Instead of having to await in prison the day wherein his cause was to be heard, St. Paul was at liberty to choose a lodging place in the city. He was obliged, however, to be accompanied day and night by a soldier to whom, according to the usual custom, he was chained, but only in such a way as to prevent his escape; all his movements being otherwise left perfectly free, he could easily continue to preach the word of God. Towards the close of the year 57, in virtue of his appeal to Caesar, the Apostle was at last summoned to the praetorium; and the successful pleading of his cause resulted in his acquittal.
Being now free, St. Paul revisited the East, confirming on his Evangelical course the Churches he had previously founded. Thus Ephesus and Crete once more enjoyed his presence; in the one he left his disciple St. Timothy as Bishop, and in the other St. Titus. But St. Paul had not left Rome forever; marvelously illumined as she had been by his preaching, the Roman Church was yet to be gilded by his parting rays and empurpled with his blood. A heavenly warning, as in St. Peter’s case, bade him also return to Rome where martyrdom was awaiting him. This fact is attested by St. Athanasius. We learn the same from St. Asterius of Amesius, who hereupon remarks that the Apostle entered Rome once more, “in order to teach the very masters of the world; and by their means to wrestle with the whole human race. There St. Paul found St. Peter engaged in the same work; he at once yoked himself to the same divine chariot with him, and set about instructing the children of the Law within the Synagogues, and the Gentiles outside.”
At length Rome possessed her two Princes conjointly: the one seated on the eternal chair, holding in his hands the keys of the Kingdom of Heaven; the other surrounded by the sheaves he has garnered from the fields of the Gentile world. They would part no more; even in death, as the Church sings, they would not be separated. The period of their being together was necessarily short, for they must needs render to their divine Master the testimony of blood before the Roman world should be freed from the odious tyranny under which it was groaning. Their death was to be Nero’s last crime; after that he was to fade from sight, leaving the world horror-stricken at his end, as shameful as it was tragic.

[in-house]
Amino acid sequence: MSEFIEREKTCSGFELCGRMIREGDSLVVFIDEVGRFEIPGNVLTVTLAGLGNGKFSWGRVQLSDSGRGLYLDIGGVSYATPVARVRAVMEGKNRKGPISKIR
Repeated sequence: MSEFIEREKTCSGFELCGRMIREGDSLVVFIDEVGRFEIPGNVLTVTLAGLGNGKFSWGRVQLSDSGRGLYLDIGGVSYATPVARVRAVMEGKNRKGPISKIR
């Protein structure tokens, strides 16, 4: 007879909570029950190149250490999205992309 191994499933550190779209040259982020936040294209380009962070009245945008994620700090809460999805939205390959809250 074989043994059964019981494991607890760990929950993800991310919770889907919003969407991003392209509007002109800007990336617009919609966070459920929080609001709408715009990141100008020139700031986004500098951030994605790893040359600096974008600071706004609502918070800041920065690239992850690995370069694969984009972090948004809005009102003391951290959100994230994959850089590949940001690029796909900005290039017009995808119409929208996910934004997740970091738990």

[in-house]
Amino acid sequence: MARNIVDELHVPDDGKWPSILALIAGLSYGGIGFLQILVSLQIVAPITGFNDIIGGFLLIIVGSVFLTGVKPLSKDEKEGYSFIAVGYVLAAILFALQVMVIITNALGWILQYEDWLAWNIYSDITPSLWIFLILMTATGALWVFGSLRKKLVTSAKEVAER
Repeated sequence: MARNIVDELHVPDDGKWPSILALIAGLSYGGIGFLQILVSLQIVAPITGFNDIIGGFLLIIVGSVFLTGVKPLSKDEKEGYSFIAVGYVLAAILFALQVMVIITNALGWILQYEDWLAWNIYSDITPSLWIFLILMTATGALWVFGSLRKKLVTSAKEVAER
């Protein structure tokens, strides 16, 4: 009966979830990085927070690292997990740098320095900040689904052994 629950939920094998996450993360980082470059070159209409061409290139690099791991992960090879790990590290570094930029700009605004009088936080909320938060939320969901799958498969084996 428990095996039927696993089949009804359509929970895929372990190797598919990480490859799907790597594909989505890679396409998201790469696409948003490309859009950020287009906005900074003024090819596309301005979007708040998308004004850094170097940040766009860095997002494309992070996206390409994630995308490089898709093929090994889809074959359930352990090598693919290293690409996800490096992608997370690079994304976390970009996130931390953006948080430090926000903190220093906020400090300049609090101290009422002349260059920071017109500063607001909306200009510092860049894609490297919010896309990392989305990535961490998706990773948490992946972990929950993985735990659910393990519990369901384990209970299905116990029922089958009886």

It was in the year 65 that St. Paul returned to Rome; once more signalizing his presence there by the manifold works of his apostolate. From the time of his first labors there, he had made converts even in the very palace of the Caesars: being now returned to this former theater of his zeal, he again found entrance into the imperial abode. A woman who was living in criminal intercourse with Nero, as likewise a cup-bearer of his, were both caught in the apostolic net, for it was hard indeed to resist the power of that mighty word. Nero, enraged at “this foreigner’s” influence in his very household, was bent on St. Paul’s destruction. Being first of all cast into prison, his zeal cooled not, but he persisted the more in preaching Jesus Christ. The two converts of the imperial palace having abjured, together with paganism, the manner of life they had been leading, this twofold conversion of theirs only hastened St. Paul’s martyrdom. He was well aware that it would be so, as can be seen in these lines addressed to St. Timothy: “I labor even unto bonds as an evil-doer; but the word of God is not bound. Therefore I endure all things for the sake of the elect. For I am even now ready to be sacrificed, like a victim already sprinkled with the lustral water, and the time of my dissolution is at hand. I have fought the good fight, I have finished my course, I have kept the Faith. As to the rest, there is laid up for me a crown of justice, which the Lord, the Just Judge, will render to me in that day.” (2 Tim.)